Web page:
WASHINGTON -- Lawmakers ripped apart the Obama administration’s Syria policy at a hearing Thursday, laying into senior diplomats about the lack of reliable opposition partners or a clear U.S. strategy for a conflict that’s raged for more than two years and sent shock waves throughout the Middle East.
The hearing before the Senate Foreign Relations Committee came as the prospects for a long-anticipated peace conference in Geneva appear increasingly gloomy. The only positive note struck at the hearing was about progress on the U.S.-Russia plan to remove Syrian President Bashar Assad’s chemical weapons, which have emerged as the administration’s chief concern in the conflict.
Republican senators blasted the administration for striking a deal with chief Assad ally Russia on chemical weapons when there’s no letup to the killings that occur daily by conventional means. Still, neither they nor the Democrats had any real prescriptive words for a conflict that’s spiraled so out of control and drawn so many extremists to the battlefield that some members of the administration are quietly easing off the stated U.S. goal of seeing Assad removed.
“Everybody watching understands that, in essence, we’ve thrown out any real strategy there and are just trying to figure out a way out of this,” said Sen. Bob Corker, R-Tenn. “We’ve empowered Assad; we’ve weakened ourselves relative to other issues in the Middle East.”
Using loaded language such as “feckless” and “abandonment” to describe U.S. policy, senators quizzed the diplomats and experts before them, not only on the obstacles blocking the Geneva process, but also on difficulties in the chemical weapons removal efforts. They also asked about the reasons behind America’s failure to deliver on promised aid to the opposition, challenges to the humanitarian effort and the loss of territory for the rebels.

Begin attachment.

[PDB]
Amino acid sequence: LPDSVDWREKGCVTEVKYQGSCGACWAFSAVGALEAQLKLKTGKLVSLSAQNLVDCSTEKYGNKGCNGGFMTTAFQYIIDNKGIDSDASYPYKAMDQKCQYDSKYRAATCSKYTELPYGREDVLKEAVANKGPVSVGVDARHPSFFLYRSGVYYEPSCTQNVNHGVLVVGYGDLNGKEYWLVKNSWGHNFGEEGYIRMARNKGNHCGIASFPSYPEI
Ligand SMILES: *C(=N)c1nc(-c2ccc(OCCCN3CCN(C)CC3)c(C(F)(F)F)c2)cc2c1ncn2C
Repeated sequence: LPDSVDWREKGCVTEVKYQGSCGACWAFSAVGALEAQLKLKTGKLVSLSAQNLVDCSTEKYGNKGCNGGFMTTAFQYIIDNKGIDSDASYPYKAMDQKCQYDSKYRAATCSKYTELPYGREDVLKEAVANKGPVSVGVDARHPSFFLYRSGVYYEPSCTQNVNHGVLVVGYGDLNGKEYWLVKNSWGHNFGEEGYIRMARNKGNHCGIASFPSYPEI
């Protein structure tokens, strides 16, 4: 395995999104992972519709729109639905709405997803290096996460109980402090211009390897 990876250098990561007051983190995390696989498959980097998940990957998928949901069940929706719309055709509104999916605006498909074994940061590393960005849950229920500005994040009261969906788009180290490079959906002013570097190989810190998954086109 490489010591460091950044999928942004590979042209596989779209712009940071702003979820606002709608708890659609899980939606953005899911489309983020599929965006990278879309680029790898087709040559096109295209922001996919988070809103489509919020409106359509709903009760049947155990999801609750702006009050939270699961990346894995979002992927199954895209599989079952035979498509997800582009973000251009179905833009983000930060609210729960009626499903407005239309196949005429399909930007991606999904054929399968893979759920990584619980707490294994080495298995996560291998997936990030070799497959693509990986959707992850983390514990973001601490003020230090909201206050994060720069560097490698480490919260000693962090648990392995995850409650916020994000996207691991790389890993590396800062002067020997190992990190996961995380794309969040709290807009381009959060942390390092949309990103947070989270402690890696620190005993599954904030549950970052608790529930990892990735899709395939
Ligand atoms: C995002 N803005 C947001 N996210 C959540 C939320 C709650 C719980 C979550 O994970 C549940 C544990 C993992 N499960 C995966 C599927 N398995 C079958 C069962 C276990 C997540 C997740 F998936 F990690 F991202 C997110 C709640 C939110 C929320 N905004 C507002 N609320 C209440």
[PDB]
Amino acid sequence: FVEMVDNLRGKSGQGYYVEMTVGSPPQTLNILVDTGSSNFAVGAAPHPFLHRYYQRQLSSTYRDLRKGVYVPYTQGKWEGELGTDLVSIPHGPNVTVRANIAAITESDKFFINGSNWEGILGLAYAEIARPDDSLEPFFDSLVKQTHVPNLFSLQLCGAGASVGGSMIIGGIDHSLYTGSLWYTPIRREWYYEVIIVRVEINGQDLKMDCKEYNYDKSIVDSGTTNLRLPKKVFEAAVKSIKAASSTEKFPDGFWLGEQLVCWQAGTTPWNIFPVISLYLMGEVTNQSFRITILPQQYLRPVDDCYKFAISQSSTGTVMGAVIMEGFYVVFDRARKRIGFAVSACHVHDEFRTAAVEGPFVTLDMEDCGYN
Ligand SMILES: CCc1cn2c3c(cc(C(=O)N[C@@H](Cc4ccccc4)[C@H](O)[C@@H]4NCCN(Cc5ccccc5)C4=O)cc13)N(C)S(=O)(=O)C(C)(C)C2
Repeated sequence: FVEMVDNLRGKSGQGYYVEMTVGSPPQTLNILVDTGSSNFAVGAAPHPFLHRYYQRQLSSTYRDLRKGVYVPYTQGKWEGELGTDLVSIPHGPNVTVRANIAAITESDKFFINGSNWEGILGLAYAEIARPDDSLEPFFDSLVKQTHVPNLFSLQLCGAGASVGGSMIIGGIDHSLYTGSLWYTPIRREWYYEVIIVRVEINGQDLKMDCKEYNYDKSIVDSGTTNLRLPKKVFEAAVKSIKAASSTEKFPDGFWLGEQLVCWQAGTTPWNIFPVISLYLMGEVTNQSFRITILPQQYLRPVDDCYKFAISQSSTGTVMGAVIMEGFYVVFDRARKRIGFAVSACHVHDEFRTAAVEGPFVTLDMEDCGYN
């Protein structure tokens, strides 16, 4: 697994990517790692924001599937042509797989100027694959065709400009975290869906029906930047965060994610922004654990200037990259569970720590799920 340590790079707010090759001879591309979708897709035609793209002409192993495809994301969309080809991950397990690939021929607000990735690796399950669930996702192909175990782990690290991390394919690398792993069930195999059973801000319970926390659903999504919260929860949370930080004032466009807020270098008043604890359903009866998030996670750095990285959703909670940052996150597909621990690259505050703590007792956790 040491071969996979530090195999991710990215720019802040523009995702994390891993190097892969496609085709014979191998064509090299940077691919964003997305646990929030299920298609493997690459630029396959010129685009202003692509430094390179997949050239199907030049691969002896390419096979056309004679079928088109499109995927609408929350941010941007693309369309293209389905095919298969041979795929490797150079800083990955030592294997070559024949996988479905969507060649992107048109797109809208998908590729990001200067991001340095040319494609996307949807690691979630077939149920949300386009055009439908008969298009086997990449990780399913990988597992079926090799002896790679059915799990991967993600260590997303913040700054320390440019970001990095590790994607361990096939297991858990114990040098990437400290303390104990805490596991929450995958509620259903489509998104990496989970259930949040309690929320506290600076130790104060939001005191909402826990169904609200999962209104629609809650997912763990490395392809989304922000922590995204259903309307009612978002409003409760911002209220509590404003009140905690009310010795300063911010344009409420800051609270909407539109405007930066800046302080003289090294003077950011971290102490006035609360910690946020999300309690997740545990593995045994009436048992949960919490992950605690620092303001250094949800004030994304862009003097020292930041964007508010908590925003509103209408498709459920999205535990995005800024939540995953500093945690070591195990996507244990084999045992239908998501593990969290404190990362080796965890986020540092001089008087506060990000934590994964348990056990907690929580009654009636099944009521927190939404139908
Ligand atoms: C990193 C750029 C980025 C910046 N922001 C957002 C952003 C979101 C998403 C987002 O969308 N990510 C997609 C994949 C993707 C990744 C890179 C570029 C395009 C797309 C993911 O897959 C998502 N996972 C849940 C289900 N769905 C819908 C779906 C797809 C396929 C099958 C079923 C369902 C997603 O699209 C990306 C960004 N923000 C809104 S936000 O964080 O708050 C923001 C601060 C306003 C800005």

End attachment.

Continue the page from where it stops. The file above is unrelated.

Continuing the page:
One particularly testy exchange occurred between Corker, the panel’s ranking Republican, and Robert Ford, the U.S. ambassador to Syria, who was recalled in 2011 amid safety concerns. Corker suggested that Ford must be “incredibly embarrassed at where we are” on Syria and, his voice rising, demanded of the envoy: “Do you feel good about what our country is doing with the opposition right now?”
Ford, visibly flustered, replied: “There isn’t a person on my team at the State Department who doesn’t feel frustrated – frustrated – by the Syrian problem in general. But I have to say we do provide support to help them against the regime.”
Sen. John McCain, R-Ariz., long a proponent of some form of military intervention to tip the war in the rebels’ favor, had the harshest criticism for the administration’s approach. He complained about U.S. diplomats bragging about sending trucks – some pickups from the U.S. were just delivered to the rebel command – at a time when Iran and Russia make sure Assad’s arsenals are full.
McCain said the administration had lodged the U.S. in an “Orwellian situation” in which it was working closely with Russia to dismantle the chemical arsenal but turning a blind eye to the conventional weapons Moscow sent into Syria.
Some voices at the hearing offered a muted defense of the administration’s reluctance to go all-in on Syria. Opinion polls consistently find very little public support for U.S. intervention, especially after the long and bloody experiences with Iraq and Afghanistan.